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Playing for more than your supper: Part 1

Playing for more than your supper: Part 1

Posted by Paul Orridge on 23rd Mar 2020

“You’re a great band but I can’t afford to pay you”

Do these words sounds familiar to you? If you’re a musician for long enough, you are highly likely to be asked to play for free or even perhaps pay to play. Although we may consider ourselves to be artists, we are in fact part of the service sector because we produce intangible goods, i.e. music. Would anyone ask those working in other aspects of the service sector, such as transportation, technical and scientific services, and health care, to provide their services for free? Can you imagine asking a haulage company to deliver a parcel for free for the exposure it may give them or a dentist to fill a tooth for free in the hope that he or she would get more work sometime in the future?

It is not just within the world of rock and roll that musicians are often undervalued and ripped off. For example, I know of a highly accomplished classical musician, who was asked to play a solo spot in a restaurant for a specified fee. At the end of the evening, the owner told him that he couldn’t afford to pay him because there hadn’t been many customers, yet the kitchen staff and bar staff were still paid. This incident serves to exemplify the attitude of many people towards musicians and the value of the service we provide.

Some people may say that we should never play for free, while others take a less rigid view. For example, not charging for a charity gig or playing at friend or family member’s party would seem reasonable. However, playing charity gigs for free can back fire because once you have done one or two you seem to get inundated with requests to do others, and it can devalue the service you offer. People don’t tend to value things they get for free. For example, a very popular local covers band played a number of gigs for a charitable organisation for free. After one such gig, one of the organisers asked how much the band would charge to play at a wedding. They quoted a price, which was the going rate for a wedding in that area, to which the person enquiring replied that they are not going to pay that much when they get the band free for the charity gigs. The band in question now charges a reduced fee for charity gigs.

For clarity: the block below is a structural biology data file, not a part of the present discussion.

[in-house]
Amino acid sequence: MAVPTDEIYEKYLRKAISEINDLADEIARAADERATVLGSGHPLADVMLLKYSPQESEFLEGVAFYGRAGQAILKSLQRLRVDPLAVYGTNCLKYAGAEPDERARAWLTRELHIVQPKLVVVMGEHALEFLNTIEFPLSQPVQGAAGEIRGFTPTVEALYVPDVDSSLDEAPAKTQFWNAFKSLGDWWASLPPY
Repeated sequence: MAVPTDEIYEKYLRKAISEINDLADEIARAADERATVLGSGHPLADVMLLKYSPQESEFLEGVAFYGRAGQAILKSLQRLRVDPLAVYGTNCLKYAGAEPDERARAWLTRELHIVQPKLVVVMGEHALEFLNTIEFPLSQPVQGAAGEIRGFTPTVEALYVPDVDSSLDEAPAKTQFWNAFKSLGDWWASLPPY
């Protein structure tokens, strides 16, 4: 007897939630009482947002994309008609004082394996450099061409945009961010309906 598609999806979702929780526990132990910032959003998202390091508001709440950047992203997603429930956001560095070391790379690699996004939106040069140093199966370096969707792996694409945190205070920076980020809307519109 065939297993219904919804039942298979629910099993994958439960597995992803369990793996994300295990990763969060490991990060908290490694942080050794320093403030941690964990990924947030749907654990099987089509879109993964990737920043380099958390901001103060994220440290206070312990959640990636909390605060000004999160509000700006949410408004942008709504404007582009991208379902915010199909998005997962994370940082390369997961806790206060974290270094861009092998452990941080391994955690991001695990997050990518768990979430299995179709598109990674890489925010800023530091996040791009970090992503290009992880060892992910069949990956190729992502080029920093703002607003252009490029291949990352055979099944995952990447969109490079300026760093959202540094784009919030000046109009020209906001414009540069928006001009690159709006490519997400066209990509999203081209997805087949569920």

This raises the question of how much we should charge for a gig. The Musicians’ Union suggest that the minimum rate per musician for casual engagements such as performing in pubs and clubs for up to 3 hours should be £114.00. For casual engagements for groups performing at functions of up to 4 hours the fee should rise to £153.00

These rates would seem reasonable when you compare them to charges made by other professionals in the service sector. However, market forces tend to dictate how much a band can charge. For example, a young band playing original material may struggle to get gigs due to the limited number of venues promoting original material and may play for free just to get exposure in the hope that they will eventually achieve commercial success.

This has led to phenomenon of ‘pay to play’ gigs. These deals typically involve musicians being forced to buy large quantities of tickets for their own gig, which they would then have to try to sell. In effect, this transfers the role of promotion to the musicians, often leaving them out-of-pocket and playing to empty venues. The Musicians’ Union is categorically against such arrangements. In a similar vein, it is common practice for bands to pay thousands of pounds to secure the support slot on a major act’s tour in the hope that the exposure they receive will enhance their career.

The vast majority of musicians ply their trade in clubs and pubs playing covers, so it is this sector of the music business and how musicians can get a fair deal that will be the focus of the next part of this article.